### Probabilistic Theorem Proving

Many representation schemes combining first-order logic and probability have been proposed in recent years. Progress in unifying logical and probabilistic inference has been slower. Existing methods are mainly variants of lifted variable elimination and belief propagation, neither of which take logical structure into account. We propose the first method that has the full power of both graphical model inference and first-order theorem proving (in finite domains with Herbrand interpretations). We first define probabilistic theorem proving (PTP), their generalization, as the problem of computing the probability of a logical formula given the probabilities or weights of a set of formulas.

### On the Completeness of First-Order Knowledge Compilation for Lifted Probabilistic Inference

Probabilistic logics are receiving a lot of attention today because of their expressive power for knowledge representation and learning. However, this expressivity is detrimental to the tractability of inference, when done at the propositional level. To solve this problem, various lifted inference algorithms have been proposed that reason at the first-order level, about groups of objects as a whole. Despite the existence of various lifted inference approaches, there are currently no completeness results about these algorithms. The key contribution of this paper is that we introduce a formal definition of lifted inference that allows us to reason about the completeness of lifted inference algorithms relative to a particular class of probabilistic models. We then show how to obtain a completeness result using a first-order knowledge compilation approach for theories of formulae containing up to two logical variables.

### A Deeper Empirical Analysis of CBP Algorithm: Grounding Is the Bottleneck

In this work-in-progress, we consider a lifted inference algorithm and analyze its scaling properties. We compare two versions of this algorithm – the original implementation and a newer implementation built on a database. Our preliminary results show that constructing the factor graph from the relational model ratherthan the construction of the compressed model is thekey bottleneck for the application of lifted inference in large domains.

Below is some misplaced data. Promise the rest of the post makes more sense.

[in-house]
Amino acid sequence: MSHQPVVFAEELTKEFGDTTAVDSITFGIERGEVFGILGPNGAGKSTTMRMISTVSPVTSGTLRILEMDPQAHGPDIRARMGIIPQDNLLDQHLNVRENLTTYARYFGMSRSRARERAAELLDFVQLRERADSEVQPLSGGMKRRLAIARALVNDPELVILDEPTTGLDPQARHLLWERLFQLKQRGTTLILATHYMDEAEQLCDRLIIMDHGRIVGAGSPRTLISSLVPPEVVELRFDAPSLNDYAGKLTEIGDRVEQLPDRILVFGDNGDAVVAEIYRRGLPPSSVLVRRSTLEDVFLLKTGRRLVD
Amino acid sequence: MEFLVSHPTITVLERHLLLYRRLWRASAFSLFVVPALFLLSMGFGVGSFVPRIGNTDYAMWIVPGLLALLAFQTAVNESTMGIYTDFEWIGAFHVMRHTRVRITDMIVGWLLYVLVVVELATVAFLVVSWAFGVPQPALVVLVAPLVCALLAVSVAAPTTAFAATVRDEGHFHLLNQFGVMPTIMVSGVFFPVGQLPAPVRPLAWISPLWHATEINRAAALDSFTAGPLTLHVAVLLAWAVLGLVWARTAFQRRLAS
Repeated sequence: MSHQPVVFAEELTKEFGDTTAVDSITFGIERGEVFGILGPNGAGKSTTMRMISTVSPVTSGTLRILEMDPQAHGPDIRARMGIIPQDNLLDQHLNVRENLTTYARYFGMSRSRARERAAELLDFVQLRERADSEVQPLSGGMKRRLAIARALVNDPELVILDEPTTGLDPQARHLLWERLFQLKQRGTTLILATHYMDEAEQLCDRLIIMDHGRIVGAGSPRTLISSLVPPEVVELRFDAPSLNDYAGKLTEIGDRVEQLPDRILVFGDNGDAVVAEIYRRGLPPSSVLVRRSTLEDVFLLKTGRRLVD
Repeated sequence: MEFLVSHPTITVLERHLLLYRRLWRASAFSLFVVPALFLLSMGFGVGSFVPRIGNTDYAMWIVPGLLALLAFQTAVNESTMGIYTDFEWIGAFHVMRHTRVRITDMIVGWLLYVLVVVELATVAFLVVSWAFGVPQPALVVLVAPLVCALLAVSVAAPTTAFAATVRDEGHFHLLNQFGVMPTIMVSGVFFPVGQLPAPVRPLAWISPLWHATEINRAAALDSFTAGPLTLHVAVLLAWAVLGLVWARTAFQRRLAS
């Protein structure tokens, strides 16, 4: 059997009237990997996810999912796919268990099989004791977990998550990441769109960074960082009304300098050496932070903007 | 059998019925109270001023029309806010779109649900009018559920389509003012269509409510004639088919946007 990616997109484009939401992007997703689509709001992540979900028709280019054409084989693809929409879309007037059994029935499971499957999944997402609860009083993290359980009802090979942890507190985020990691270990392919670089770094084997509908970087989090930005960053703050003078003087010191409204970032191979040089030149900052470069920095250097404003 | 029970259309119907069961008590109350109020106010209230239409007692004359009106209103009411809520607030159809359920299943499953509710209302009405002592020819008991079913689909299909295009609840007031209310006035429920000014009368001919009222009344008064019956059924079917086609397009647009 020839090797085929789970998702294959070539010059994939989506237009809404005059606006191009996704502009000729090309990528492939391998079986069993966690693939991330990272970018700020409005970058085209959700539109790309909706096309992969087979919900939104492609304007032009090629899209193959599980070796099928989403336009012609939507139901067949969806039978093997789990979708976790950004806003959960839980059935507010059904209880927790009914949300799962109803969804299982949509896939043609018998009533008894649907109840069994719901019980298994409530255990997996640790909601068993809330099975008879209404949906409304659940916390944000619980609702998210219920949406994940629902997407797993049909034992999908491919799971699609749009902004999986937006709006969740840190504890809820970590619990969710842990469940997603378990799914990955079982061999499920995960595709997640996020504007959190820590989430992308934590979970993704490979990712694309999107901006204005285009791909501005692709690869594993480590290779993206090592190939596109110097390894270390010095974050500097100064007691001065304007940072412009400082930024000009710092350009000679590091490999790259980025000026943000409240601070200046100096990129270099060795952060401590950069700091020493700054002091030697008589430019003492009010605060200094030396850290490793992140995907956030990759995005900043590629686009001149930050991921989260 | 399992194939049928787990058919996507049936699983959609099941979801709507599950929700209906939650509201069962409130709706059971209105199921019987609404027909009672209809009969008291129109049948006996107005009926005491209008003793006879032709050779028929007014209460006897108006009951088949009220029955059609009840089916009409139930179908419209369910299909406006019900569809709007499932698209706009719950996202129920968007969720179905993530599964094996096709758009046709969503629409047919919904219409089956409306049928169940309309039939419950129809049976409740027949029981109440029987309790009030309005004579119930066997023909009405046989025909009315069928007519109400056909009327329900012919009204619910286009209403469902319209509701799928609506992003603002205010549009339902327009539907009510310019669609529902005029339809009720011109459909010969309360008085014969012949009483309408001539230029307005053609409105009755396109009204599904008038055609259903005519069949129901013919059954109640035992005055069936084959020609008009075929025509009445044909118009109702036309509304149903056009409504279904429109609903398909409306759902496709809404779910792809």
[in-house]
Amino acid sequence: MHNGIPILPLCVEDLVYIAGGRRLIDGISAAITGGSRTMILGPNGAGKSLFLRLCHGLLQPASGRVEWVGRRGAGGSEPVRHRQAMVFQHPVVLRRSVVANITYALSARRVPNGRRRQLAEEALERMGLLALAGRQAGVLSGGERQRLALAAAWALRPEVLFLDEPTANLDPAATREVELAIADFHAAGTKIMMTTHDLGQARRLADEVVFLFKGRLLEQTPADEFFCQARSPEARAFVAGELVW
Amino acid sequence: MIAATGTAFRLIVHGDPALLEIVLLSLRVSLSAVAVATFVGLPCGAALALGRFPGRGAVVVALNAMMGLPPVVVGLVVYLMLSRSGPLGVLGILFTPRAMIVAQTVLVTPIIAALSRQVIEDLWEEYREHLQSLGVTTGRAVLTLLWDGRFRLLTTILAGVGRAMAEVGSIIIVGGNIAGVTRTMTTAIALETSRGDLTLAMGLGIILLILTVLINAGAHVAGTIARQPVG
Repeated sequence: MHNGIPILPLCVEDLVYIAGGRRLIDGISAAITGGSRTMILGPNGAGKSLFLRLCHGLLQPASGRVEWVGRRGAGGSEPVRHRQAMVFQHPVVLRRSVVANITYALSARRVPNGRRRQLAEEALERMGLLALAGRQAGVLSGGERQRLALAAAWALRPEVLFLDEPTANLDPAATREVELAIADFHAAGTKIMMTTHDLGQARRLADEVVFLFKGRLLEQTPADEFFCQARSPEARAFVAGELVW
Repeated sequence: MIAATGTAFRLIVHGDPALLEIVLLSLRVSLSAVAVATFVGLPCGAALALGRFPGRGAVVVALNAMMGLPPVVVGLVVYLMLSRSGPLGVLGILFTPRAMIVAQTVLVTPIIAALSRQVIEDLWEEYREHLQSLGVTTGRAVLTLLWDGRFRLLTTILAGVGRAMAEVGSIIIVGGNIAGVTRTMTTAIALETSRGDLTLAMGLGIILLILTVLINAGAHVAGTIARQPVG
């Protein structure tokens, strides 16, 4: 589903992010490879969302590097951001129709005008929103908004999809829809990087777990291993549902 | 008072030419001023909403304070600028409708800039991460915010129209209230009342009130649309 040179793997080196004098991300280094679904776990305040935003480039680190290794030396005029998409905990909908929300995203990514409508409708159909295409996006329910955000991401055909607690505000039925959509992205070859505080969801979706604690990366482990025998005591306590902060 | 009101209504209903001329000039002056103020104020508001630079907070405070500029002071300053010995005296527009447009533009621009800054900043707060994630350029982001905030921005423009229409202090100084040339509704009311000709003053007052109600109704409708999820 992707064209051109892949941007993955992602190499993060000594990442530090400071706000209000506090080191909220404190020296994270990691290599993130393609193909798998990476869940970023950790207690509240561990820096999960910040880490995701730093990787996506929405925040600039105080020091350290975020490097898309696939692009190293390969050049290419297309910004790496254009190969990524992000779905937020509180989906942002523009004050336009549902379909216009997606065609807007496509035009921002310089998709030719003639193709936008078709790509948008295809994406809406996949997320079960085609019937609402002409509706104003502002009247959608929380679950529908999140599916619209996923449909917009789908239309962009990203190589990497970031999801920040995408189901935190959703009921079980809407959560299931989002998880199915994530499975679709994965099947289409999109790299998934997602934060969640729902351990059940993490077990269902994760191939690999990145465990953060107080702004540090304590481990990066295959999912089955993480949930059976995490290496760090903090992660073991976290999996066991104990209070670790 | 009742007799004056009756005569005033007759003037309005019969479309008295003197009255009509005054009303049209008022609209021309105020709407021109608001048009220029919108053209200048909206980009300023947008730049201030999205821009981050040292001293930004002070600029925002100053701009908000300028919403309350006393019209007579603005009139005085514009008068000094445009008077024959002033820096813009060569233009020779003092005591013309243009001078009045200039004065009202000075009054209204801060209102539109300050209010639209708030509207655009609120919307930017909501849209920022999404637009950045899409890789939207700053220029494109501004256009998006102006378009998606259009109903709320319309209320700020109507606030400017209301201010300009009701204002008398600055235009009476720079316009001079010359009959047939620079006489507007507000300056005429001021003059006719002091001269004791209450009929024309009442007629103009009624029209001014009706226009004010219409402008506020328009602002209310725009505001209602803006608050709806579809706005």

### Lifted Generative Parameter Learning

Statistical relational learning (SRL) augments probabilistic models with relational representations and facilitates reasoning over sets of objects. When learning the probabilistic parameters for SRL models, however, one often resorts to reasoning over individual objects. To address this challenge, we compile a Markov logic network into a compact and efficient first-order data structure and use weighted first-order model counting to exactly optimize the likelihood of the parameters in a lifted manner. By exploiting the relational structure in the model, it is possible to learn more accurate parameters and dramatically improve the run time of the likelihood calculation. This allows us to calculate the exact likelihood for models where previously only approximate inference was feasible. Results on real-world data sets show that this approach learns more accurate models.

### Lifted Inference Seen from the Other Side : The Tractable Features

Lifted inference algorithms for representations that combine first-order logic and probabilistic graphical models have been the focus of much recent research. All lifted algorithms developed to date are based on the same underlying idea: take a standard probabilistic inference algorithm (e.g., variable elimination, belief propagation etc.) and improve its efficiency by exploiting repeated structure in the first-order model. In this paper, we propose an approach from the other side in that we use techniques from logic for probabilistic inference. In particular, we define a set of rules that look only at the logical representation to identify models for which exact efficient inference is possible. We show that our rules yield several new tractable classes that cannot be solved efficiently by any of the existing techniques.